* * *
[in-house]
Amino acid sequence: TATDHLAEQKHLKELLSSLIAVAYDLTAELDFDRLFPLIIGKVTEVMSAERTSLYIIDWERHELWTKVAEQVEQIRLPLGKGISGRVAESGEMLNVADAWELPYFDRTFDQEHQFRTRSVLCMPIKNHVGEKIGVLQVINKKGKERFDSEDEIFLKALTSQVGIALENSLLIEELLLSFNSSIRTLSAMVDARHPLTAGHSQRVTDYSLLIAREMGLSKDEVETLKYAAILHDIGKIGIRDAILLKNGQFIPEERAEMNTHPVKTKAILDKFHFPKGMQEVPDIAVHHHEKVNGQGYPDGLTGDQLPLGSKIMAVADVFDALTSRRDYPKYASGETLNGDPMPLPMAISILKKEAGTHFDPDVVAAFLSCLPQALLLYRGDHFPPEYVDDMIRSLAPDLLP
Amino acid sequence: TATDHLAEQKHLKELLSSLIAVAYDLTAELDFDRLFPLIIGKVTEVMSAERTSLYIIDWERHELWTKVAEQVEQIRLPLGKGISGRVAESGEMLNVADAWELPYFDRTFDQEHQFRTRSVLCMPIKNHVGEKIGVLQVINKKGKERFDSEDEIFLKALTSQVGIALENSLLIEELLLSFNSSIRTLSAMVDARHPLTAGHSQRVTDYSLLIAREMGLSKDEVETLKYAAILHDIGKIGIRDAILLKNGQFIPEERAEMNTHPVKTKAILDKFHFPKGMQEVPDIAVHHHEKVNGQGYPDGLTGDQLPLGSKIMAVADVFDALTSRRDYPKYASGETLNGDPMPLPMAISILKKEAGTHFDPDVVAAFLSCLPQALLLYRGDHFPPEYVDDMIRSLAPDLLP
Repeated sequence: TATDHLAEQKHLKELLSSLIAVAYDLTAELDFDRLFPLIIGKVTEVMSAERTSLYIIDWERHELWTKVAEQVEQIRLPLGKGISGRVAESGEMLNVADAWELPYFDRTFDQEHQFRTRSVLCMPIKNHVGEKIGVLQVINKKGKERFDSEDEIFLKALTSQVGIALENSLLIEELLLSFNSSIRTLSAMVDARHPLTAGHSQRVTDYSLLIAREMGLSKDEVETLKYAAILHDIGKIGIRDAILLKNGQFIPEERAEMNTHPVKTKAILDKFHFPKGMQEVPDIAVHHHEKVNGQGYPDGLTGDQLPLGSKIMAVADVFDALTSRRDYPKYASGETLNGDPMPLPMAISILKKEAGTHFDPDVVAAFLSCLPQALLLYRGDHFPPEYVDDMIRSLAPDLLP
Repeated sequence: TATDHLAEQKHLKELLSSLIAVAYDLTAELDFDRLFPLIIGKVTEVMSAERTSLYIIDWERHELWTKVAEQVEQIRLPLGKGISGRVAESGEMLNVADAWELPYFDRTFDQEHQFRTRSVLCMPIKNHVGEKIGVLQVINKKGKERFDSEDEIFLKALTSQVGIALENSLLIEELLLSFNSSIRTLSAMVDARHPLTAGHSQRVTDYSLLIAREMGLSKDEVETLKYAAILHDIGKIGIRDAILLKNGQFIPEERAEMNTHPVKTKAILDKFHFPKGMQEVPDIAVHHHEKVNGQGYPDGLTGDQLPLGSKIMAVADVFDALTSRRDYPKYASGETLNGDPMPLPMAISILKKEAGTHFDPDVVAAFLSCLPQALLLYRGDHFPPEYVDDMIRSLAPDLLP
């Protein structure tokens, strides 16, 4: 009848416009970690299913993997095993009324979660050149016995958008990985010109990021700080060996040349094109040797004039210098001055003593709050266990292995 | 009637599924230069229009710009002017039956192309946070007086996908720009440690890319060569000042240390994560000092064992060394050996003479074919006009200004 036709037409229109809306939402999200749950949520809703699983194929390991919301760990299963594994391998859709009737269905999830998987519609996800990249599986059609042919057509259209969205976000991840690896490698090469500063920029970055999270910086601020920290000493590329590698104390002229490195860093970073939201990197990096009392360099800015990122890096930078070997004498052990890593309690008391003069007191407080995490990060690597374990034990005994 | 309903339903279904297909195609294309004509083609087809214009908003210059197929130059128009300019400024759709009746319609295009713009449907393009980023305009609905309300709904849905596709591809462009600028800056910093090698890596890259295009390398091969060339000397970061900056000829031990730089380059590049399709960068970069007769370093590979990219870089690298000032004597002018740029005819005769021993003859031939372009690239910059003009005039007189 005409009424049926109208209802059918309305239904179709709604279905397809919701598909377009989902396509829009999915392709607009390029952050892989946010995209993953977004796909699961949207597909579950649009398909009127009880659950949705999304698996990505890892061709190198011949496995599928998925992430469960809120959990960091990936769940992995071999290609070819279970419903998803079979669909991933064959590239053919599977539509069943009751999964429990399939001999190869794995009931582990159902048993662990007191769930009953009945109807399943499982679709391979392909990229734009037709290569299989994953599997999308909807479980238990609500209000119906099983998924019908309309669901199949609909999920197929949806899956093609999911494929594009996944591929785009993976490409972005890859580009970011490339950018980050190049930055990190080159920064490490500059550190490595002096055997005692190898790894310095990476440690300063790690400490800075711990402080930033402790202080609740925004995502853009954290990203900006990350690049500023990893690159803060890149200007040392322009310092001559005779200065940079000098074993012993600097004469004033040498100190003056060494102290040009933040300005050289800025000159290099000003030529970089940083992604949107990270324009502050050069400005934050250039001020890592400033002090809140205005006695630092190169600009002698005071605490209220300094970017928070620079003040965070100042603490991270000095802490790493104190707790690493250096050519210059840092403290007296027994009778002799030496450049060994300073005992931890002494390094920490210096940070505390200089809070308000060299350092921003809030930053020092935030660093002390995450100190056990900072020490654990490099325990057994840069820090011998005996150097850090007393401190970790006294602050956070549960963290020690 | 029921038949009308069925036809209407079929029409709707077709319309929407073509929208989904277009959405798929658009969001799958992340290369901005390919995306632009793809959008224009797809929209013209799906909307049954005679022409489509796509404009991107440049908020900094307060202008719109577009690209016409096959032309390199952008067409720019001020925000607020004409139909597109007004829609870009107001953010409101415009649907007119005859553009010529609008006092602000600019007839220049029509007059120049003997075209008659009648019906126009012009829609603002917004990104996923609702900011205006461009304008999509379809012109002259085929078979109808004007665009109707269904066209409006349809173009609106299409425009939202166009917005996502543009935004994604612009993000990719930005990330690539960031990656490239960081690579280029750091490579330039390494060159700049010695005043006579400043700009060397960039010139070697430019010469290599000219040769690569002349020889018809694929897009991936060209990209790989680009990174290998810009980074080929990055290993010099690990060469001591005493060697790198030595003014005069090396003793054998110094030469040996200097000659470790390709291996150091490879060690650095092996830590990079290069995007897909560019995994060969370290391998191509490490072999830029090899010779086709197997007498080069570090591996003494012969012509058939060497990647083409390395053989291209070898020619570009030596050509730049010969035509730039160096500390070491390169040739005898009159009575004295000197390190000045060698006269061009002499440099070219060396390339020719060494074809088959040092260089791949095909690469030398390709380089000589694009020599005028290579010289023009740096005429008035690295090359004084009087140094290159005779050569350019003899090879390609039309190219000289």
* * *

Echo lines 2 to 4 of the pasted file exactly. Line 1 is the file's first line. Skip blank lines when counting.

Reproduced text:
Amino acid sequence: TATDHLAEQKHLKELLSSLIAVAYDLTAELDFDRLFPLIIGKVTEVMSAERTSLYIIDWERHELWTKVAEQVEQIRLPLGKGISGRVAESGEMLNVADAWELPYFDRTFDQEHQFRTRSVLCMPIKNHVGEKIGVLQVINKKGKERFDSEDEIFLKALTSQVGIALENSLLIEELLLSFNSSIRTLSAMVDARHPLTAGHSQRVTDYSLLIAREMGLSKDEVETLKYAAILHDIGKIGIRDAILLKNGQFIPEERAEMNTHPVKTKAILDKFHFPKGMQEVPDIAVHHHEKVNGQGYPDGLTGDQLPLGSKIMAVADVFDALTSRRDYPKYASGETLNGDPMPLPMAISILKKEAGTHFDPDVVAAFLSCLPQALLLYRGDHFPPEYVDDMIRSLAPDLLP
Amino acid sequence: TATDHLAEQKHLKELLSSLIAVAYDLTAELDFDRLFPLIIGKVTEVMSAERTSLYIIDWERHELWTKVAEQVEQIRLPLGKGISGRVAESGEMLNVADAWELPYFDRTFDQEHQFRTRSVLCMPIKNHVGEKIGVLQVINKKGKERFDSEDEIFLKALTSQVGIALENSLLIEELLLSFNSSIRTLSAMVDARHPLTAGHSQRVTDYSLLIAREMGLSKDEVETLKYAAILHDIGKIGIRDAILLKNGQFIPEERAEMNTHPVKTKAILDKFHFPKGMQEVPDIAVHHHEKVNGQGYPDGLTGDQLPLGSKIMAVADVFDALTSRRDYPKYASGETLNGDPMPLPMAISILKKEAGTHFDPDVVAAFLSCLPQALLLYRGDHFPPEYVDDMIRSLAPDLLP
Repeated sequence: TATDHLAEQKHLKELLSSLIAVAYDLTAELDFDRLFPLIIGKVTEVMSAERTSLYIIDWERHELWTKVAEQVEQIRLPLGKGISGRVAESGEMLNVADAWELPYFDRTFDQEHQFRTRSVLCMPIKNHVGEKIGVLQVINKKGKERFDSEDEIFLKALTSQVGIALENSLLIEELLLSFNSSIRTLSAMVDARHPLTAGHSQRVTDYSLLIAREMGLSKDEVETLKYAAILHDIGKIGIRDAILLKNGQFIPEERAEMNTHPVKTKAILDKFHFPKGMQEVPDIAVHHHEKVNGQGYPDGLTGDQLPLGSKIMAVADVFDALTSRRDYPKYASGETLNGDPMPLPMAISILKKEAGTHFDPDVVAAFLSCLPQALLLYRGDHFPPEYVDDMIRSLAPDLLP